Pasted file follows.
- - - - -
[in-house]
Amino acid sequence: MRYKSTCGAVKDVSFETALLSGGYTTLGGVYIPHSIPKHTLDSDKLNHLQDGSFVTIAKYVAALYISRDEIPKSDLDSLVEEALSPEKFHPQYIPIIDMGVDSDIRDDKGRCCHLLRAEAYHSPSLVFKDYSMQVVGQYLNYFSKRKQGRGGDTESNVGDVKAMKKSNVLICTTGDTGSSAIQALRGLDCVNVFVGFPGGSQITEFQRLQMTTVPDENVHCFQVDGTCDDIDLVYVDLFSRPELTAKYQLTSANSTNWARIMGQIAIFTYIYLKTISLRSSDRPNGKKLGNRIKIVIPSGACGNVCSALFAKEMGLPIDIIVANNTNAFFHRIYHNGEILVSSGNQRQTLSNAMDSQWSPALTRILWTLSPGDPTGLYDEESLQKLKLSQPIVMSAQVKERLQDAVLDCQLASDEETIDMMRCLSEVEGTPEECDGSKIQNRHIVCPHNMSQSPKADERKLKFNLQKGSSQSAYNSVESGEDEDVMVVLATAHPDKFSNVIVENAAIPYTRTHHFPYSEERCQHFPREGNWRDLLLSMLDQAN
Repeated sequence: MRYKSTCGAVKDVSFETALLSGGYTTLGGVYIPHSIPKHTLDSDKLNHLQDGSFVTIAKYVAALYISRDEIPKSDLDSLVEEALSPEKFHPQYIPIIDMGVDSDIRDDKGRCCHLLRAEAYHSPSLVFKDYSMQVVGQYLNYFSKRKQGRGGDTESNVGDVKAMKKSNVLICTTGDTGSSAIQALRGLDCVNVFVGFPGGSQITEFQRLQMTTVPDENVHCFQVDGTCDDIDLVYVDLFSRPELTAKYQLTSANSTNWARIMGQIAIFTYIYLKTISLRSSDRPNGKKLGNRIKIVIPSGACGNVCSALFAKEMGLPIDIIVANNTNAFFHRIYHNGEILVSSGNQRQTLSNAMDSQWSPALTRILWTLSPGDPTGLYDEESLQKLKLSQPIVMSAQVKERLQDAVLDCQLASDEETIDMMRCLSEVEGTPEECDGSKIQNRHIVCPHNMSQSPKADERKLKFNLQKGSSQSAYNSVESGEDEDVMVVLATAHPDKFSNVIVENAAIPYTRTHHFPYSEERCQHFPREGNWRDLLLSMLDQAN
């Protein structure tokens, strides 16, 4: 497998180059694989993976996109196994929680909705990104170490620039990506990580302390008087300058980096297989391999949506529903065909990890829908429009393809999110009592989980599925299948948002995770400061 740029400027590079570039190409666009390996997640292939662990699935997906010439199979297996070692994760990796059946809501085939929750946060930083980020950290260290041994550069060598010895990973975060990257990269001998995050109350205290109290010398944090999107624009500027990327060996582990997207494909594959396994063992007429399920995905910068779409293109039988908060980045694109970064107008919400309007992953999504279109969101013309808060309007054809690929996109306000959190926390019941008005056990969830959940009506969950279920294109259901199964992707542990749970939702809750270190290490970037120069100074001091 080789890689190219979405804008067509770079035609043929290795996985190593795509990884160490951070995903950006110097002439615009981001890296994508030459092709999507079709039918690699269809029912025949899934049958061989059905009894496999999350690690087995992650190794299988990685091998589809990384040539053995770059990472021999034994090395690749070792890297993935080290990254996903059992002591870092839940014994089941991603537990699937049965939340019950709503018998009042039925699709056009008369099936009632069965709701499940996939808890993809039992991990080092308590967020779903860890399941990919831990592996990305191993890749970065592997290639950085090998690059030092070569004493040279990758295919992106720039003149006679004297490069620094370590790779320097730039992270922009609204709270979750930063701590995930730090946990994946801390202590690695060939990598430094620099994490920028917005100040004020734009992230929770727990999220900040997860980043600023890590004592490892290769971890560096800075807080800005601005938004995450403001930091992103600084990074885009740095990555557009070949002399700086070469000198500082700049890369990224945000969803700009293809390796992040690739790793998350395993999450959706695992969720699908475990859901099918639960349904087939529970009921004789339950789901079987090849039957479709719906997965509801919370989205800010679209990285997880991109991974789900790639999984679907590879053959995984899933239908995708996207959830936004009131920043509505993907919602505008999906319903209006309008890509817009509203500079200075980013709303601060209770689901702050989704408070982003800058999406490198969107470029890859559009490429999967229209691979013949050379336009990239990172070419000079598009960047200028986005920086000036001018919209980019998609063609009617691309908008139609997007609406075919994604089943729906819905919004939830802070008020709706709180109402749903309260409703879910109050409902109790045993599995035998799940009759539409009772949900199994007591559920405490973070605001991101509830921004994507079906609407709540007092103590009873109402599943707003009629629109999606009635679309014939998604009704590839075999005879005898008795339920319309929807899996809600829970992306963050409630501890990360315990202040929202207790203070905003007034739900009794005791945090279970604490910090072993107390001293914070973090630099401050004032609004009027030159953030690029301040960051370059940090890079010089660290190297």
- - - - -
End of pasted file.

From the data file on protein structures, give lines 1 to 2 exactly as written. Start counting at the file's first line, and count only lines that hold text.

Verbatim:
[in-house]
Amino acid sequence: MRYKSTCGAVKDVSFETALLSGGYTTLGGVYIPHSIPKHTLDSDKLNHLQDGSFVTIAKYVAALYISRDEIPKSDLDSLVEEALSPEKFHPQYIPIIDMGVDSDIRDDKGRCCHLLRAEAYHSPSLVFKDYSMQVVGQYLNYFSKRKQGRGGDTESNVGDVKAMKKSNVLICTTGDTGSSAIQALRGLDCVNVFVGFPGGSQITEFQRLQMTTVPDENVHCFQVDGTCDDIDLVYVDLFSRPELTAKYQLTSANSTNWARIMGQIAIFTYIYLKTISLRSSDRPNGKKLGNRIKIVIPSGACGNVCSALFAKEMGLPIDIIVANNTNAFFHRIYHNGEILVSSGNQRQTLSNAMDSQWSPALTRILWTLSPGDPTGLYDEESLQKLKLSQPIVMSAQVKERLQDAVLDCQLASDEETIDMMRCLSEVEGTPEECDGSKIQNRHIVCPHNMSQSPKADERKLKFNLQKGSSQSAYNSVESGEDEDVMVVLATAHPDKFSNVIVENAAIPYTRTHHFPYSEERCQHFPREGNWRDLLLSMLDQAN